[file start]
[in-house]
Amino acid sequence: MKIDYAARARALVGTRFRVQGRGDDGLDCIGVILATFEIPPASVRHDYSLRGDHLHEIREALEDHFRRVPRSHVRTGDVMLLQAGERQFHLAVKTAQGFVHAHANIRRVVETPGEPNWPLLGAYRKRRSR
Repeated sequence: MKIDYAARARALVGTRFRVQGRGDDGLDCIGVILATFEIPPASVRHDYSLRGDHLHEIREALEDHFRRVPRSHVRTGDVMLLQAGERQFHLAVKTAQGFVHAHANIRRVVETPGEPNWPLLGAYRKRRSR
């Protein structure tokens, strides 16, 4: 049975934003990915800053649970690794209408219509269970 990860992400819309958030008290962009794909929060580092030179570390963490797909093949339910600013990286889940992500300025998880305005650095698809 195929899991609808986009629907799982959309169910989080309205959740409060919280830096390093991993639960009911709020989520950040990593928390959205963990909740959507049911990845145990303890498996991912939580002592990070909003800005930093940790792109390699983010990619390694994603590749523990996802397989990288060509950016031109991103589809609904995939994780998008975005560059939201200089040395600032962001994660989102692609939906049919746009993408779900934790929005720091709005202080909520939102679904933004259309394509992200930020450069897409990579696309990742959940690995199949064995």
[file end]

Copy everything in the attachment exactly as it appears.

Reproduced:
[in-house]
Amino acid sequence: MKIDYAARARALVGTRFRVQGRGDDGLDCIGVILATFEIPPASVRHDYSLRGDHLHEIREALEDHFRRVPRSHVRTGDVMLLQAGERQFHLAVKTAQGFVHAHANIRRVVETPGEPNWPLLGAYRKRRSR
Repeated sequence: MKIDYAARARALVGTRFRVQGRGDDGLDCIGVILATFEIPPASVRHDYSLRGDHLHEIREALEDHFRRVPRSHVRTGDVMLLQAGERQFHLAVKTAQGFVHAHANIRRVVETPGEPNWPLLGAYRKRRSR
């Protein structure tokens, strides 16, 4: 049975934003990915800053649970690794209408219509269970 990860992400819309958030008290962009794909929060580092030179570390963490797909093949339910600013990286889940992500300025998880305005650095698809 195929899991609808986009629907799982959309169910989080309205959740409060919280830096390093991993639960009911709020989520950040990593928390959205963990909740959507049911990845145990303890498996991912939580002592990070909003800005930093940790792109390699983010990619390694994603590749523990996802397989990288060509950016031109991103589809609904995939994780998008975005560059939201200089040395600032962001994660989102692609939906049919746009993408779900934790929005720091709005202080909520939102679904933004259309394509992200930020450069897409990579696309990742959940690995199949064995």